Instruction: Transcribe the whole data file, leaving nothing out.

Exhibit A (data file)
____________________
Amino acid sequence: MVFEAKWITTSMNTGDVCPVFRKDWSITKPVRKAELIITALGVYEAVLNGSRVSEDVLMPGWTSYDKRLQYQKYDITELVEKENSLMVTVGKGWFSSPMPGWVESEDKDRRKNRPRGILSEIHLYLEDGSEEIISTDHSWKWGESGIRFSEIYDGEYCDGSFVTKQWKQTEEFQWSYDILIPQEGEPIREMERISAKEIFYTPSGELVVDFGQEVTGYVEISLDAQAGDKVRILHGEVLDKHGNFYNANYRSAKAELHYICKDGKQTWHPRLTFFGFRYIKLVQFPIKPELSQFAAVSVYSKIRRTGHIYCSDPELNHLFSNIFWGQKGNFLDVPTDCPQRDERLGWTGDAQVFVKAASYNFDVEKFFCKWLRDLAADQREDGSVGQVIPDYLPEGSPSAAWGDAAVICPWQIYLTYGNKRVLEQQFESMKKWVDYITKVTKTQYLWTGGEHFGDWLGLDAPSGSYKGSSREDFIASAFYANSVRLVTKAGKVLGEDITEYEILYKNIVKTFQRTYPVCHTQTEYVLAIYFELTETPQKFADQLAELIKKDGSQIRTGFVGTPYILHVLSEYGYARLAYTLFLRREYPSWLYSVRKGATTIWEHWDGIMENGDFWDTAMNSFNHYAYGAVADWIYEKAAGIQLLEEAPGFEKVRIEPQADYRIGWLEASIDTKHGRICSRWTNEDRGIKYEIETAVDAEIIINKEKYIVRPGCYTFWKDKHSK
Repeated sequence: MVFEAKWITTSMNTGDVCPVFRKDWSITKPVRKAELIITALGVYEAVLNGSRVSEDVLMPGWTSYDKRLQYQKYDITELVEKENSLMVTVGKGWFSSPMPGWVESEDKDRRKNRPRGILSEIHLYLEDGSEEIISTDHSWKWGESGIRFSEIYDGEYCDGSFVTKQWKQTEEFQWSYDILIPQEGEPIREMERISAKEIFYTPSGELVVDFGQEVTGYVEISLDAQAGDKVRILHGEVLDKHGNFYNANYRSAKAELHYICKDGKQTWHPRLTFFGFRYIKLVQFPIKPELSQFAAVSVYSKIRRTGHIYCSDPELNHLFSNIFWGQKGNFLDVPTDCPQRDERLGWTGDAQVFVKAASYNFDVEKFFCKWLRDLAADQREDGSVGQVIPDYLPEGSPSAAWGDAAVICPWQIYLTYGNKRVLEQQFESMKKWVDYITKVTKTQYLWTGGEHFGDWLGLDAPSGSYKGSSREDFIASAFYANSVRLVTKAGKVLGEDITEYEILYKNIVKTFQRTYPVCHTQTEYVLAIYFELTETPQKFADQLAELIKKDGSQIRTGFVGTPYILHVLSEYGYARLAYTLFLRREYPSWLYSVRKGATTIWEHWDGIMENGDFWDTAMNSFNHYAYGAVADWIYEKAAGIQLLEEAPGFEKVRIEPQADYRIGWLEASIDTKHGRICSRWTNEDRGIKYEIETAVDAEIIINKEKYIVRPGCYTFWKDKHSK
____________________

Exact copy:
Amino acid sequence: MVFEAKWITTSMNTGDVCPVFRKDWSITKPVRKAELIITALGVYEAVLNGSRVSEDVLMPGWTSYDKRLQYQKYDITELVEKENSLMVTVGKGWFSSPMPGWVESEDKDRRKNRPRGILSEIHLYLEDGSEEIISTDHSWKWGESGIRFSEIYDGEYCDGSFVTKQWKQTEEFQWSYDILIPQEGEPIREMERISAKEIFYTPSGELVVDFGQEVTGYVEISLDAQAGDKVRILHGEVLDKHGNFYNANYRSAKAELHYICKDGKQTWHPRLTFFGFRYIKLVQFPIKPELSQFAAVSVYSKIRRTGHIYCSDPELNHLFSNIFWGQKGNFLDVPTDCPQRDERLGWTGDAQVFVKAASYNFDVEKFFCKWLRDLAADQREDGSVGQVIPDYLPEGSPSAAWGDAAVICPWQIYLTYGNKRVLEQQFESMKKWVDYITKVTKTQYLWTGGEHFGDWLGLDAPSGSYKGSSREDFIASAFYANSVRLVTKAGKVLGEDITEYEILYKNIVKTFQRTYPVCHTQTEYVLAIYFELTETPQKFADQLAELIKKDGSQIRTGFVGTPYILHVLSEYGYARLAYTLFLRREYPSWLYSVRKGATTIWEHWDGIMENGDFWDTAMNSFNHYAYGAVADWIYEKAAGIQLLEEAPGFEKVRIEPQADYRIGWLEASIDTKHGRICSRWTNEDRGIKYEIETAVDAEIIINKEKYIVRPGCYTFWKDKHSK
Repeated sequence: MVFEAKWITTSMNTGDVCPVFRKDWSITKPVRKAELIITALGVYEAVLNGSRVSEDVLMPGWTSYDKRLQYQKYDITELVEKENSLMVTVGKGWFSSPMPGWVESEDKDRRKNRPRGILSEIHLYLEDGSEEIISTDHSWKWGESGIRFSEIYDGEYCDGSFVTKQWKQTEEFQWSYDILIPQEGEPIREMERISAKEIFYTPSGELVVDFGQEVTGYVEISLDAQAGDKVRILHGEVLDKHGNFYNANYRSAKAELHYICKDGKQTWHPRLTFFGFRYIKLVQFPIKPELSQFAAVSVYSKIRRTGHIYCSDPELNHLFSNIFWGQKGNFLDVPTDCPQRDERLGWTGDAQVFVKAASYNFDVEKFFCKWLRDLAADQREDGSVGQVIPDYLPEGSPSAAWGDAAVICPWQIYLTYGNKRVLEQQFESMKKWVDYITKVTKTQYLWTGGEHFGDWLGLDAPSGSYKGSSREDFIASAFYANSVRLVTKAGKVLGEDITEYEILYKNIVKTFQRTYPVCHTQTEYVLAIYFELTETPQKFADQLAELIKKDGSQIRTGFVGTPYILHVLSEYGYARLAYTLFLRREYPSWLYSVRKGATTIWEHWDGIMENGDFWDTAMNSFNHYAYGAVADWIYEKAAGIQLLEEAPGFEKVRIEPQADYRIGWLEASIDTKHGRICSRWTNEDRGIKYEIETAVDAEIIINKEKYIVRPGCYTFWKDKHSK